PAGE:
Mitt Romney said Wednesday that a mandate in President Obama’s signature health-care law is “a tax,” contradicting a position his campaign staked out this week and belatedly getting in line with many other Republican leaders.

The presidential candidate said in an interview with CBS News that he accepts last week’s Supreme Court decision, which upheld the legislation. The law’s individual mandate, which imposes a fine on those who do not obtain health insurance, is a tax, the court ruled, and is therefore constitutional under Congress’s power to assess taxes.

On Monday, senior Romney adviser Eric Fehrnstrom said the former Massachusetts governor rejected the court’s characterization and believed that the individual mandate was a penalty, not a tax.

Although Romney’s comments on Wednesday opened him up to renewed criticism from Democrats that he had changed positions for political expediency, campaign spokeswoman Amanda Henneberg maintained that his remarks “were in line” with what Fehrnstrom said Monday.

Romney said he disagrees with the court’s ruling, and aides said he still thinks the individual mandate is an “unconstitutional penalty,” but he said he accepts that the court’s majority opinion is now the law of the land.

“The Supreme Court has the final word, and their final word is that Obamacare is a tax,” Romney told CBS. “So it’s a tax. They decided it was constitutional. So it is a tax, and it’s constitutional.”

Later, Romney said: “While I agreed with the dissent, that’s taken over by the fact that the majority of the court said it’s a tax, and therefore it is a tax. They have spoken. There is no way around that.”

Health-care reform has been a difficult issue for Romney, given the many similarities between the Massachusetts legislation he championed and signed as governor and the federal law that has become one of the most inflammatory issues for conservative voters. The Supreme Court’s ruling made the matter even trickier for Romney.

By saying the mandate is a tax, Romney seemed to acknowledge that the provision in the Massachusetts law that, like Obama’s federal law, fines people who don’t buy health coverage also is a tax. But he argued that is not the case.

Had Romney not called the federal mandate a tax, he would have been at odds with most other Republican leaders in the country, who have seized on last week’s ruling to open a fresh line of attack against Obama and the legislation they call “Obamacare.”

In the CBS interview, Romney signaled that he would campaign on the Supreme Court ruling and he began to brand Obama as imposing new taxes on the middle class.

“They concluded it was a tax, that’s what it is, and the American people know that President Obama has broken the pledge he made. He said he wouldn’t raise taxes on middle-income Americans,” the Republican said.

Romney’s comments Wednesday interrupted what seemed like a perfectly scripted Fourth of July for the candidate, who emerged for the first time from his family vacation at his lakefront compound in Wolfeboro to march in the town’s annual parade.

Mitt and Ann Romney, their five sons and many of their 18 grandchildren walked along Main Street, shaking hands, waving American flags and gulping lemonade as a camera crew shot footage for commercials.

All year on the campaign trail, Romney has vowed to lead the effort to repeal Obama’s health-care law, and he argued after the court ruling that the only way to do so is to elect a new president.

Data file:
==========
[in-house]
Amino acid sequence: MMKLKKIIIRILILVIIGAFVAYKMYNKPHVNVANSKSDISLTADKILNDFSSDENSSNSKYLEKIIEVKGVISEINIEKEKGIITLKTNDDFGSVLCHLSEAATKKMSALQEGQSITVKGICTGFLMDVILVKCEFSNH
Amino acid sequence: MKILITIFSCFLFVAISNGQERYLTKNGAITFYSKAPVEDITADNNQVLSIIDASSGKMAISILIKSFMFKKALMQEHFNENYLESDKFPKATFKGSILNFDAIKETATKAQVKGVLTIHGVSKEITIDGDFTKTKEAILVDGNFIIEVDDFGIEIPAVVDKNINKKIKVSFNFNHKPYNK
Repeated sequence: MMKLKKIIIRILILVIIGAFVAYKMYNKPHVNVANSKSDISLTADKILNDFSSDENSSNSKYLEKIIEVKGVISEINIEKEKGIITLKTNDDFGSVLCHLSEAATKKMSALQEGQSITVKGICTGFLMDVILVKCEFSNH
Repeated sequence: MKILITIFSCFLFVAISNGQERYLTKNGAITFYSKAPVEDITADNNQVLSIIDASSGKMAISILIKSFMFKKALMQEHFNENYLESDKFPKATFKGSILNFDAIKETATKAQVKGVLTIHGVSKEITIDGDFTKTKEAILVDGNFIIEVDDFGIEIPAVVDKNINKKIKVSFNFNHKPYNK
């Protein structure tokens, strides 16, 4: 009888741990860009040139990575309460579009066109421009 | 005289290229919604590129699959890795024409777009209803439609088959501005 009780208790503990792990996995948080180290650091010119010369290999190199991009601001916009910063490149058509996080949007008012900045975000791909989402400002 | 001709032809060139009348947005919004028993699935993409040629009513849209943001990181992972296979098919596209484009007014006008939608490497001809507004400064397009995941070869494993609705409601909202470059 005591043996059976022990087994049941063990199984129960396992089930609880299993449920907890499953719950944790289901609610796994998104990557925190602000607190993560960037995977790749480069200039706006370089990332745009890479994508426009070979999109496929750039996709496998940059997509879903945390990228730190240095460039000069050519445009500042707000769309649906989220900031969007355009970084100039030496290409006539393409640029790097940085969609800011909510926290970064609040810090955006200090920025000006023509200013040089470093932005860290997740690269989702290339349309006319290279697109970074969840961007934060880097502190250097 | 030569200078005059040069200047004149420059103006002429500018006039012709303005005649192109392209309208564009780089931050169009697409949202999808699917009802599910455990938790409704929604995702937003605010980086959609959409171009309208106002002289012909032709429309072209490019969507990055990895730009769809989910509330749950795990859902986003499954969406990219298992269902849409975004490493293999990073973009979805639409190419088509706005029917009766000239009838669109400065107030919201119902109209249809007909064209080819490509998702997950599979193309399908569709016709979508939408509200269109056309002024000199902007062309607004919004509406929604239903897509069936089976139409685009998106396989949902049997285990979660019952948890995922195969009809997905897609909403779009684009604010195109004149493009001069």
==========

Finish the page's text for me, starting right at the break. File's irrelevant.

In his CBS interview, Romney offered reasoning that may prove difficult for many voters to follow.

When correspondent Jan Craw­ford asked whether his Massachusetts law also is a tax, he said: “The chief justice in his opinion made it very clear that at the state level, states have the power to put in place mandates. They don’t need to require them to be called ‘taxes’ in order for them to be constitutional. And as a result, Massachusetts’ mandate was a mandate, was a penalty, was described that way by the legislature and by me, and so it stays as it was.”

Since his opponents in the 2008 GOP presidential primaries branded him a flip-flopper, Romney has gone to great lengths to try to avoid that label in this campaign. But Obama’s reelection campaign officials saw in Romney’s comments Wednesday an opening, and they rushed out a statement saying that the Republican had “contradicted his own campaign, and himself.”

“First, he threw his top aide Eric Fehrnstrom under the bus by changing his campaign’s position and calling the free rider penalty in the President’s health care law — which requires those who can afford it to buy insurance — a tax,” Obama campaign spokesman Danny Kanner said. “Second, he contradicted himself by saying his own Massachusetts mandate wasn’t a tax — but, Romney has called the individual mandate he implemented in Massachusetts a tax many times before. Glad we cleared all that up.”

Republican strategists said the public debate over whether the mandate is a penalty or a tax will mean little to voters in November.

“I think it means absolutely nothing or less than nothing,” said Alex Castellanos, a top adviser to Romney in 2008 who is no longer affiliated with him. “Whether it’s a tax or a mandate, that’s not what people are going to look at to try and find a difference between these two candidates.”

Greg Mueller, an adviser to conservative groups, said, “What­ever he wants to call it is one thing,” adding: “At the end of the day, Romney’s going to be the candidate ready to repeal — branch and root — Obamacare and stop this massive tax increase, and Obama’s going to be the guy defending it.”